More on Screaming


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Do you have company, and he feels left out? Is he in his cage with nothing to do? As I said several times, Quakers are very social birds, and do not take kindly to being ignored!
These birds require social interaction on a daily basis, including being let out of their cages, whether it be to play on the top, supervise dinner preparation, or watch TV with you.

If your Quaker is screaming, there is a reason. They are just like human newborns. If a newborn is clear, dry, fed, loved, and provided with adequate visual and environmental stimulation, they will be happy for hours simply lying in a playpen or crib playing by themselves or looking at their surroundings. When they cry, you know something is wrong. Screaming is a manifestation of your Quaker’s unhappiness about something. Determine the cause for the screaming and alter it. When you do this successfully, the screaming will stop.

To be successful in modifying behavior, pay attention to your Quaker when he is good. If you know he is screaming because you left the room, don’t return in the hope that he will stop. True, he is screaming because he cant see you, and once he can (when you re enter the room) he will most likely stop. Unfortunately, dealing with the screaming in this manner will only reinforce to him that “hmmm….screaming will bring someone into the room” So guess what happens every single time you leave the room?

Instead, speak to him form the other room in a calm voice, or whistle to him and encourage him to whistle back, assuring him that you are close by: but wait a few moments after he stops screaming before you reenter the room. Then praise him and give him some attention. This will reinforce that fact that he gets the desired attention when he doesn’t scream, rather than when he does.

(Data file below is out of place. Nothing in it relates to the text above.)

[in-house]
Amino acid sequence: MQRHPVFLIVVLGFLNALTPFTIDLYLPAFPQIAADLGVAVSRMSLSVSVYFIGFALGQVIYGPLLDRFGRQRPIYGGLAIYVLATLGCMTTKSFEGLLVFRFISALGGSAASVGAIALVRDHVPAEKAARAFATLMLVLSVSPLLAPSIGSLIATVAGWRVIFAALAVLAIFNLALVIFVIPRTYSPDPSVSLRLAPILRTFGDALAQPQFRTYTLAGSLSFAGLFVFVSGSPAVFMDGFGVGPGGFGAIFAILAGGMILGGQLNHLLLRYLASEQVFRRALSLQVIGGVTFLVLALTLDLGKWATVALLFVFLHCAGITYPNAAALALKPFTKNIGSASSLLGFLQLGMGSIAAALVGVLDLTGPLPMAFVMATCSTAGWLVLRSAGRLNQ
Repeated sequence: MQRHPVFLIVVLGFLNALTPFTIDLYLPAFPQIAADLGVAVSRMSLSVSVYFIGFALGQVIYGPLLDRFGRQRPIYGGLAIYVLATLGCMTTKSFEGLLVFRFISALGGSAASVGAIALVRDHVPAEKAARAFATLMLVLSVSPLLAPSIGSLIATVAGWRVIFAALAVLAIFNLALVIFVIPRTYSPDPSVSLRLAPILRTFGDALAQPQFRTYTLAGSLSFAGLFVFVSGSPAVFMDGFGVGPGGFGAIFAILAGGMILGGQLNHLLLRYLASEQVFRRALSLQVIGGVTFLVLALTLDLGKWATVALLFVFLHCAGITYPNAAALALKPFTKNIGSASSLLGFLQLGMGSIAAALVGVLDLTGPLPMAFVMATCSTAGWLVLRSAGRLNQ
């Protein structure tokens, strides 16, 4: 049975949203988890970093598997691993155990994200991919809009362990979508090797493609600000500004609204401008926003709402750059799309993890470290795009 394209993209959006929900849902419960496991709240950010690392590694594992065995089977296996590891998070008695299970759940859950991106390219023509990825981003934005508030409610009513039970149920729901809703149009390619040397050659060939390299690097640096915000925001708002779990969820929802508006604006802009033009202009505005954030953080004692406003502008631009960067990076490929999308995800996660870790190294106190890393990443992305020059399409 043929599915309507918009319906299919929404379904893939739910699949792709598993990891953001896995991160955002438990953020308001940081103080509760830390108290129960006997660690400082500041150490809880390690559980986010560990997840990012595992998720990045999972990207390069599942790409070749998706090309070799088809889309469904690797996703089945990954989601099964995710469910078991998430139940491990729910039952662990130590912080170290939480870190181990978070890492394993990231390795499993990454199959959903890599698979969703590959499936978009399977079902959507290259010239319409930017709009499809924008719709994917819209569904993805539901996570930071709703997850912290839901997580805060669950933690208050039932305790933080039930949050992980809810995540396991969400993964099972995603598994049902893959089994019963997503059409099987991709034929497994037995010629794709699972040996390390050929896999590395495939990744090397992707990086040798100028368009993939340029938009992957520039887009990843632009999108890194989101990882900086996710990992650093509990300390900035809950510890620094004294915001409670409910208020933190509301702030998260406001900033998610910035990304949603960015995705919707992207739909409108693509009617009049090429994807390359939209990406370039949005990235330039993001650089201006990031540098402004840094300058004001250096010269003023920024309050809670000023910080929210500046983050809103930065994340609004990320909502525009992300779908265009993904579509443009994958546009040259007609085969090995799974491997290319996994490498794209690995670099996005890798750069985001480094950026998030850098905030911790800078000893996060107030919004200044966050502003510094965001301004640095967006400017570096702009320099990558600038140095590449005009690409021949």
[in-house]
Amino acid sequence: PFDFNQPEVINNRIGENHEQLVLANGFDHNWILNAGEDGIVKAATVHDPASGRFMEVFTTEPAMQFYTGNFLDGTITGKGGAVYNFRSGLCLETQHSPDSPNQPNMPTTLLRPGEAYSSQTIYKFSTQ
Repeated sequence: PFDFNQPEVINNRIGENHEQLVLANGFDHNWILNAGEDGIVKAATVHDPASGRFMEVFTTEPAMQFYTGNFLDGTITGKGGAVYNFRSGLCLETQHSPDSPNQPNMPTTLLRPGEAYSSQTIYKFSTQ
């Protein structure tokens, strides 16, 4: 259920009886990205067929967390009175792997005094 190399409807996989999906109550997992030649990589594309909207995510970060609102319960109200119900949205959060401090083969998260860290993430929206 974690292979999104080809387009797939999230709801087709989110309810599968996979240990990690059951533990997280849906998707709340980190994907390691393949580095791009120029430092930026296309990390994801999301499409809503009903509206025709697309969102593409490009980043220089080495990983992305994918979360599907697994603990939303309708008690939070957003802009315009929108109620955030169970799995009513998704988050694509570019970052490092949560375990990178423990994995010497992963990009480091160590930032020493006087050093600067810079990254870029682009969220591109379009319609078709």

Does your Quaker get enough exercise? Lack of exercise can also be a reason for screaming. These are active birds and require exercise as a healthy outlet for aggression. Provide pleny of toys, especially ones that he can swing from and chains or ropes that he can climb. If his wings are clipped, he can still exercise them. Let him perch on your finger, and restrain him with your thumb for safety. Gently lift him into the air, and then bring your arm down. He will flap his wings as if he is trying to fly. All my Quakers loved this game, whether they could actually “fly” or not: and it was great exercise for them.

If all else fails, and you cannot determine a reason for the screaming, maybe he is just stressed out, or overly stimulated: and is vocalizing his frustration. You may want to try covering the cage with a dark cloth, turn off the lights and leave the room. This will usually quiet a bird, because he thinks it is time to go to sleep.

Above all, when training your Quaker remember to do it with love and patience. Impatience and aggravation will only upset your bird and make him nervous, which may lead to biting and mistrust.


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